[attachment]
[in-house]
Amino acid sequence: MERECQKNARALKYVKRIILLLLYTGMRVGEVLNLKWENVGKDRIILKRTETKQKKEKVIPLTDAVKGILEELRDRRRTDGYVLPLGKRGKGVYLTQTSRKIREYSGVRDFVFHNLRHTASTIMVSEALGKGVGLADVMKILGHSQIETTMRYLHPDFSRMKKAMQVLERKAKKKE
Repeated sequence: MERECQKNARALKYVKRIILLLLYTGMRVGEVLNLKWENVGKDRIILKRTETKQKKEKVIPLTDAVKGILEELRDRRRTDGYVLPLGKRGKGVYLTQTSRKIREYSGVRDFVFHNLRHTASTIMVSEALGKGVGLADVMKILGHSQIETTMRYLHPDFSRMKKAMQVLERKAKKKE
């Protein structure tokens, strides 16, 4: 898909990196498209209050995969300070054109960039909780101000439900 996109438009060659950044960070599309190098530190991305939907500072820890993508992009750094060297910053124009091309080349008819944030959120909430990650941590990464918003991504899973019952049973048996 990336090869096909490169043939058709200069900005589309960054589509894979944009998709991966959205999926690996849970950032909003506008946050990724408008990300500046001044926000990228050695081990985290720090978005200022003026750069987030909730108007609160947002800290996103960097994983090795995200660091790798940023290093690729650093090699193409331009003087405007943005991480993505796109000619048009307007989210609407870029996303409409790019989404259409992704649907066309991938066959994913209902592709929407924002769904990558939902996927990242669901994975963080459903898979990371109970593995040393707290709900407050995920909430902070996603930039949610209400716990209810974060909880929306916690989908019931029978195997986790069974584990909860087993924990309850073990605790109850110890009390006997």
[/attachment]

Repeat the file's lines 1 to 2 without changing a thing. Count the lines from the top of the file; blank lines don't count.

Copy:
[in-house]
Amino acid sequence: MERECQKNARALKYVKRIILLLLYTGMRVGEVLNLKWENVGKDRIILKRTETKQKKEKVIPLTDAVKGILEELRDRRRTDGYVLPLGKRGKGVYLTQTSRKIREYSGVRDFVFHNLRHTASTIMVSEALGKGVGLADVMKILGHSQIETTMRYLHPDFSRMKKAMQVLERKAKKKE